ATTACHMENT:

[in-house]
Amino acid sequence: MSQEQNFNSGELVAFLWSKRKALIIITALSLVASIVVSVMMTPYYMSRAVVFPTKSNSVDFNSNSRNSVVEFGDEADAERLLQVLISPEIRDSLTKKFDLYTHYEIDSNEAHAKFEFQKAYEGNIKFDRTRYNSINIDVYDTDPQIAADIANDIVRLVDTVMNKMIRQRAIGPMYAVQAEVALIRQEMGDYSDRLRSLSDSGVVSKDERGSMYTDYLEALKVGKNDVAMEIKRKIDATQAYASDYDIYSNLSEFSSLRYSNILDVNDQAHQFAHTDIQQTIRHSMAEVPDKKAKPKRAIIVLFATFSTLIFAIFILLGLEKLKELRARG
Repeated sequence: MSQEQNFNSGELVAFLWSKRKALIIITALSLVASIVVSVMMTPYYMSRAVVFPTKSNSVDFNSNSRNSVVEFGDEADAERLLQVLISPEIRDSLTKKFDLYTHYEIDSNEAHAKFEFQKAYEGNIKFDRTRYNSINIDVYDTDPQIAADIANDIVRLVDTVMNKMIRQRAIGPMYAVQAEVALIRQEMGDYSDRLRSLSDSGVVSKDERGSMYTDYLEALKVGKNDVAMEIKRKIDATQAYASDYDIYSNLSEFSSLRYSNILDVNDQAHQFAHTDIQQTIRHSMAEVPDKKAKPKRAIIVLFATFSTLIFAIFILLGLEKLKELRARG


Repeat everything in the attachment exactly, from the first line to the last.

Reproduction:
[in-house]
Amino acid sequence: MSQEQNFNSGELVAFLWSKRKALIIITALSLVASIVVSVMMTPYYMSRAVVFPTKSNSVDFNSNSRNSVVEFGDEADAERLLQVLISPEIRDSLTKKFDLYTHYEIDSNEAHAKFEFQKAYEGNIKFDRTRYNSINIDVYDTDPQIAADIANDIVRLVDTVMNKMIRQRAIGPMYAVQAEVALIRQEMGDYSDRLRSLSDSGVVSKDERGSMYTDYLEALKVGKNDVAMEIKRKIDATQAYASDYDIYSNLSEFSSLRYSNILDVNDQAHQFAHTDIQQTIRHSMAEVPDKKAKPKRAIIVLFATFSTLIFAIFILLGLEKLKELRARG
Repeated sequence: MSQEQNFNSGELVAFLWSKRKALIIITALSLVASIVVSVMMTPYYMSRAVVFPTKSNSVDFNSNSRNSVVEFGDEADAERLLQVLISPEIRDSLTKKFDLYTHYEIDSNEAHAKFEFQKAYEGNIKFDRTRYNSINIDVYDTDPQIAADIANDIVRLVDTVMNKMIRQRAIGPMYAVQAEVALIRQEMGDYSDRLRSLSDSGVVSKDERGSMYTDYLEALKVGKNDVAMEIKRKIDATQAYASDYDIYSNLSEFSSLRYSNILDVNDQAHQFAHTDIQQTIRHSMAEVPDKKAKPKRAIIVLFATFSTLIFAIFILLGLEKLKELRARG